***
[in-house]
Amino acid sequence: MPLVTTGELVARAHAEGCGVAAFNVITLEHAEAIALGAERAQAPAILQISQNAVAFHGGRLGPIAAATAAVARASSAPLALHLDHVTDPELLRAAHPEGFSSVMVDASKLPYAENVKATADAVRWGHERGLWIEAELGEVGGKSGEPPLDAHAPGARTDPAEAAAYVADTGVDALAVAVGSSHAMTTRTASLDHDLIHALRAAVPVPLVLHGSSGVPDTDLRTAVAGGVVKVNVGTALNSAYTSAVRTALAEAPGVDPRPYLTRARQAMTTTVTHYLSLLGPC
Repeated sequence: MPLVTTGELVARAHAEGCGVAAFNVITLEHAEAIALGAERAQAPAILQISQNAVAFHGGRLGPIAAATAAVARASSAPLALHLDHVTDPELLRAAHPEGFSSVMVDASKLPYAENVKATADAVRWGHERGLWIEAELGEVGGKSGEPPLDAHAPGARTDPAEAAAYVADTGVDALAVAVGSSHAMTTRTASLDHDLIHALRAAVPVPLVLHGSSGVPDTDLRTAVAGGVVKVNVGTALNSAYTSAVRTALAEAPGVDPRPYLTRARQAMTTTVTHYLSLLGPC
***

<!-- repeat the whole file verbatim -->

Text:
[in-house]
Amino acid sequence: MPLVTTGELVARAHAEGCGVAAFNVITLEHAEAIALGAERAQAPAILQISQNAVAFHGGRLGPIAAATAAVARASSAPLALHLDHVTDPELLRAAHPEGFSSVMVDASKLPYAENVKATADAVRWGHERGLWIEAELGEVGGKSGEPPLDAHAPGARTDPAEAAAYVADTGVDALAVAVGSSHAMTTRTASLDHDLIHALRAAVPVPLVLHGSSGVPDTDLRTAVAGGVVKVNVGTALNSAYTSAVRTALAEAPGVDPRPYLTRARQAMTTTVTHYLSLLGPC
Repeated sequence: MPLVTTGELVARAHAEGCGVAAFNVITLEHAEAIALGAERAQAPAILQISQNAVAFHGGRLGPIAAATAAVARASSAPLALHLDHVTDPELLRAAHPEGFSSVMVDASKLPYAENVKATADAVRWGHERGLWIEAELGEVGGKSGEPPLDAHAPGARTDPAEAAAYVADTGVDALAVAVGSSHAMTTRTASLDHDLIHALRAAVPVPLVLHGSSGVPDTDLRTAVAGGVVKVNVGTALNSAYTSAVRTALAEAPGVDPRPYLTRARQAMTTTVTHYLSLLGPC